When a typical network visibility has been set up, a network administrator will create policies to be applied as rules for each element of the network. Since these elements function based on policies, it is viewed as a static approach to network management.

When you make use of SDN technology, you can open the infrastructure to increase visibility through traffic intelligence. For example, when a network administrator has seen an increase in the distribution of malware through emails. The SDN controller can be used to notify the Intrusion Detection System (IDS) that all email traffic needs to be analyzed. The IDS is able to perform network traffic analysis, identify all email traffic and capture all of it so that it can be sent to an available monitoring tool on the network. This part of the process all happens automatically, thanks to the intelligence that is built into the controller, the visibility elements and RestAPI. This dynamic, automated management of network traffic is called traffic intelligence.

This is a massive advantage for many network administrators, for a few reasons:

  1. Network administrators, who would normally need to manually create rules for these processes, drastically reduce the amount of time spent configuring devices — thanks to the built-in functionality.
  2. They avoid situations where devices are wasting resources performing tasks they don't need, simply because it is a blanket rule that is applied to all traffic. The network is able to perform network traffic analysis and identify the relevant traffic automatically, so devices aren’t tied up performing unnecessary tasks.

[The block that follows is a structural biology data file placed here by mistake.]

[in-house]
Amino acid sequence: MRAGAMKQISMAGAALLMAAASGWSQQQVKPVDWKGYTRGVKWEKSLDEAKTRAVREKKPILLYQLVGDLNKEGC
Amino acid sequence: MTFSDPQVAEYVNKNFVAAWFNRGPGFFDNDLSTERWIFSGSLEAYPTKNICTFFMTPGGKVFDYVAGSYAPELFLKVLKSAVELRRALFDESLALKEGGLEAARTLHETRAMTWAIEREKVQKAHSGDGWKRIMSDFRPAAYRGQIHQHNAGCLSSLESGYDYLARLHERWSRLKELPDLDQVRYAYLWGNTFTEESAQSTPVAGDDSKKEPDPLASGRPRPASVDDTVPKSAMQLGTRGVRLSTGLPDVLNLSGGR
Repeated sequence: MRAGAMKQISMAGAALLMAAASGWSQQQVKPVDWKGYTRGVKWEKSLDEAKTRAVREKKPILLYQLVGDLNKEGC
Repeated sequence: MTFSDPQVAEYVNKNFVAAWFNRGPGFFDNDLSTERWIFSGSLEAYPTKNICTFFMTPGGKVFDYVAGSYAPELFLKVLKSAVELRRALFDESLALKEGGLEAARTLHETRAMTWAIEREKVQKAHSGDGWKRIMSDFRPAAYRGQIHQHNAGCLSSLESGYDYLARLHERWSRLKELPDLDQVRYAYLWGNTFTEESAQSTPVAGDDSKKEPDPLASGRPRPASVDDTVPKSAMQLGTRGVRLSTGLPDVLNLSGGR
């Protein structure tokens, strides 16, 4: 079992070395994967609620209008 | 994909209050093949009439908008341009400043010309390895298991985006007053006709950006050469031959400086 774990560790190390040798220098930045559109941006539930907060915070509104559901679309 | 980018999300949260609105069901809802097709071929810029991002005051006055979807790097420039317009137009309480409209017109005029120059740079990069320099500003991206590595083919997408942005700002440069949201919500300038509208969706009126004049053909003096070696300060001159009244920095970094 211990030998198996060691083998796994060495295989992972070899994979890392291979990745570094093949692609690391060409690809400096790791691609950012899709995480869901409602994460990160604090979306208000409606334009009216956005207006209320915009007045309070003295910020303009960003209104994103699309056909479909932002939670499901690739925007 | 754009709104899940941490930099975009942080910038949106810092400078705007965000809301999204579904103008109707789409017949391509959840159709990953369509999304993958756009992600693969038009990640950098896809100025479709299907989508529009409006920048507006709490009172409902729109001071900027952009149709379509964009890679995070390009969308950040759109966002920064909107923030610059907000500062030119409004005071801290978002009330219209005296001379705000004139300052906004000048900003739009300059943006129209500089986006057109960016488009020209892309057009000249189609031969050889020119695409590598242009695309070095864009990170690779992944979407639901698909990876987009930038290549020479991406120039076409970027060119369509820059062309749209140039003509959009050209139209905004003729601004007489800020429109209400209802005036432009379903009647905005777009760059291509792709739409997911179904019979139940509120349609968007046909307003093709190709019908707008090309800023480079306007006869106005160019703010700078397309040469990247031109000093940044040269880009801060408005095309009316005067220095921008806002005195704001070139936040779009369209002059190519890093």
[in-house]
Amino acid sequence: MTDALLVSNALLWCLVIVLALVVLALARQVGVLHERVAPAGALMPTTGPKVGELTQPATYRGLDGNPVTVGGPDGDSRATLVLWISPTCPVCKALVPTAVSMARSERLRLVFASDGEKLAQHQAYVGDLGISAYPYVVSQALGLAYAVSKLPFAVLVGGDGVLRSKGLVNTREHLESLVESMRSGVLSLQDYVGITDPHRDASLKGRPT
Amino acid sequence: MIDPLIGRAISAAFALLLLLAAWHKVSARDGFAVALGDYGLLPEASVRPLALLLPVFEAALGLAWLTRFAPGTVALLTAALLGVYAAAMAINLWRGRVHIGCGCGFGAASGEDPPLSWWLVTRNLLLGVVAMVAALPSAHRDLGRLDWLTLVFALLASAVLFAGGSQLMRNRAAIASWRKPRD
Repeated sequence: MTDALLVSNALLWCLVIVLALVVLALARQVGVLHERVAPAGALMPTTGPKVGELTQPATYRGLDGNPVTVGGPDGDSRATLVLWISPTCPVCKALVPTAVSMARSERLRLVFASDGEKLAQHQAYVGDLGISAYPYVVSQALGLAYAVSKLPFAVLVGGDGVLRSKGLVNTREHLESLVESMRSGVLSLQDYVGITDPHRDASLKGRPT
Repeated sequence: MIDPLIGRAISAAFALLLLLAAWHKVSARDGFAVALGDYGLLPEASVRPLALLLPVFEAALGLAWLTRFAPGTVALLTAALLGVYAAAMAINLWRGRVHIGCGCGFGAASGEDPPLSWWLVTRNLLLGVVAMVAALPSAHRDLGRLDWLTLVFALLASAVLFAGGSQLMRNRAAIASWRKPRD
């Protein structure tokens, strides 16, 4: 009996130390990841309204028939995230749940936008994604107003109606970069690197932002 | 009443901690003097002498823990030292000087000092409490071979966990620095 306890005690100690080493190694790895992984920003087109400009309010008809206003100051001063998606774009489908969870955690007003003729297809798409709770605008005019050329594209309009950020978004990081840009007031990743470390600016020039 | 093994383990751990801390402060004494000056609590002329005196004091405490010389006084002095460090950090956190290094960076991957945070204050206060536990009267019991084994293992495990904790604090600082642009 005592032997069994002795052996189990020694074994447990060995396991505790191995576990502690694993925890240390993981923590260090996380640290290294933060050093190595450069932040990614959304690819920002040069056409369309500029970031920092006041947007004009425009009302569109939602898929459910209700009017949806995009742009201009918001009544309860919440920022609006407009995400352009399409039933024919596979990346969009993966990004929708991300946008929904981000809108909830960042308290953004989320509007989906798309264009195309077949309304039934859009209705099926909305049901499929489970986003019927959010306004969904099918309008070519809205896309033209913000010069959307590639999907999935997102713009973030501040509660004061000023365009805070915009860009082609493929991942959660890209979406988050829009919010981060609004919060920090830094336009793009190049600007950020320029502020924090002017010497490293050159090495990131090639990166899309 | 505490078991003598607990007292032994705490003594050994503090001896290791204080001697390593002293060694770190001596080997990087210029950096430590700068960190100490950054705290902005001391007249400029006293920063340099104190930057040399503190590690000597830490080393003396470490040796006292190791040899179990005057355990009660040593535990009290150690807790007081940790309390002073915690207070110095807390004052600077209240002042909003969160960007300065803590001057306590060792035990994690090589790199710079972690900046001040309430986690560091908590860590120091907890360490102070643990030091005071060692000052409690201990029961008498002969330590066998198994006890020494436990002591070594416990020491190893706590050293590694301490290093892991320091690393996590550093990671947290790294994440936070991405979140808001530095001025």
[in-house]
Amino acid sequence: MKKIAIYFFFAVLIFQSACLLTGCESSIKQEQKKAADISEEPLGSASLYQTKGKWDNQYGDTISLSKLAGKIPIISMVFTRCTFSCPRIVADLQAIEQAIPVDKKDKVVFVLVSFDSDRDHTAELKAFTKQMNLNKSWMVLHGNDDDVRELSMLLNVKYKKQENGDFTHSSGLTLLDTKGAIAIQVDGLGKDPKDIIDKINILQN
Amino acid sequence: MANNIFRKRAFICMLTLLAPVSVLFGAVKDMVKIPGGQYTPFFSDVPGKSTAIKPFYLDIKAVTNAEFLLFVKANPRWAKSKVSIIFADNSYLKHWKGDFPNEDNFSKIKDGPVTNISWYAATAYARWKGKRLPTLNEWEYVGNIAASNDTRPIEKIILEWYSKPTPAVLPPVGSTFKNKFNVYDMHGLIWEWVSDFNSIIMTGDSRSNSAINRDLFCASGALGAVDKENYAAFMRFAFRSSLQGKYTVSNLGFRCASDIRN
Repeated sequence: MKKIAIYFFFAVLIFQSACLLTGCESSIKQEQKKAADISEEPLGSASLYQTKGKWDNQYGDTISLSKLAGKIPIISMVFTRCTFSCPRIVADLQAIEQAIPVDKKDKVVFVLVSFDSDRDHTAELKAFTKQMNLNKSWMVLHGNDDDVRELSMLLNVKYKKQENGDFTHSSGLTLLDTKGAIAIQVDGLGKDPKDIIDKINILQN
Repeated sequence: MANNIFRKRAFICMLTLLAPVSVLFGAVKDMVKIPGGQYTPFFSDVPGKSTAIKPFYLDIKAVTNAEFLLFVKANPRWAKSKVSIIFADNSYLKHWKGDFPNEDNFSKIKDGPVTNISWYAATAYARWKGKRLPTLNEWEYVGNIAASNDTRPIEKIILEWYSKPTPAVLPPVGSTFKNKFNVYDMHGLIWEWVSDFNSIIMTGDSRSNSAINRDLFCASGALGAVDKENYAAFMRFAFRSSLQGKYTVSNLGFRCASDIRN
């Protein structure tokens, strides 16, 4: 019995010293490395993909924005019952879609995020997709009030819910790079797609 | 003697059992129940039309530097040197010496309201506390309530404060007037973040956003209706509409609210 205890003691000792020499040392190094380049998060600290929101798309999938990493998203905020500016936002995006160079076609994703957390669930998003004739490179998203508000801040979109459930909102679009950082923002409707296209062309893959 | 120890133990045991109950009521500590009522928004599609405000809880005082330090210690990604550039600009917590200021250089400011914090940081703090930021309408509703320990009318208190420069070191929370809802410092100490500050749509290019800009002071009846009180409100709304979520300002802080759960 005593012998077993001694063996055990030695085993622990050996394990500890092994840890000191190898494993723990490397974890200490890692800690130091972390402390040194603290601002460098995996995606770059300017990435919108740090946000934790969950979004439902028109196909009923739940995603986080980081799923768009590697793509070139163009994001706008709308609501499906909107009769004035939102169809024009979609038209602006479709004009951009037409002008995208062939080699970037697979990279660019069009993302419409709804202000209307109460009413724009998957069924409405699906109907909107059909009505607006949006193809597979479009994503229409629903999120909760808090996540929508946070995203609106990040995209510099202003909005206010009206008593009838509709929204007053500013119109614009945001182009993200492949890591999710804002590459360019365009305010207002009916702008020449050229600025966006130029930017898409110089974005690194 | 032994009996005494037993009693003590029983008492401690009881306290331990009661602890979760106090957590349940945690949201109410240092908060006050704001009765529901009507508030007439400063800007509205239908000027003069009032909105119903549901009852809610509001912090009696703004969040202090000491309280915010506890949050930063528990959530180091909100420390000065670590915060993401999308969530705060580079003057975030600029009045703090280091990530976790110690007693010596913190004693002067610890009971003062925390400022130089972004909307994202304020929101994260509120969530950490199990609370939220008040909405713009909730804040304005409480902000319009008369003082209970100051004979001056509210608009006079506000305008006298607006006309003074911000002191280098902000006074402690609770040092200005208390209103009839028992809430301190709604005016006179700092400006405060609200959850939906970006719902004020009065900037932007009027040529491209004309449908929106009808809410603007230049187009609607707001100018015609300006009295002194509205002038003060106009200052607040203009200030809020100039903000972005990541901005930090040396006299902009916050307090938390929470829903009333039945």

3. It reduces the need for high-end security devices which, even under perfect circumstances, cannot be expected to analyze all of your network traffic.

Traffic intelligence is not only applicable to security. It can also be used for traffic prioritization. For example, the SDN can be configured to ensure that all VOIP traffic is given the highest priority to ensure quality, uninterrupted calls on your network. This is also applicable to other realtime services such as video conferencing, or other collaboration tools.  

Traffic intelligence dynamically allows traffic to be redirected to where it needs to be, without any need for human intervention.      

Maximize Appliances in Distributed Network Architectures

SDN in visibility doesn’t only allow you to automate many processes, but also allows you to shift data from one location to another as necessary, or to replicate it and move the replicated data as necessary.

For example, if you need email traffic to be analyzed but there is no monitoring or security device available on the relevant segment of the network, it can be moved to another segment where the appliances are available. This improves the cost effectiveness of your network appliances through intelligent use of the devices that make up your distributed network.

This is all possible thanks to SDN controllers that make managing network traffic in a large network very simple.


These are the ways that an SDN can assist you with increasing visibility on large-scale networks with multiple sites.

Traffic is distributed across multiple security and monitoring appliances based on intelligent central policies engine. Optimize fabric flows across the network to meet KPI’s, capacity and performance matrix. Enhance the security platform by sharing inline, out-of-band and other tools across the network.

For more information on how to reduce blind spots on your network, visit our resources page to gain insight on network visibility. You can also contact Niagara Networks to arrange a consultation with one of our visibility experts.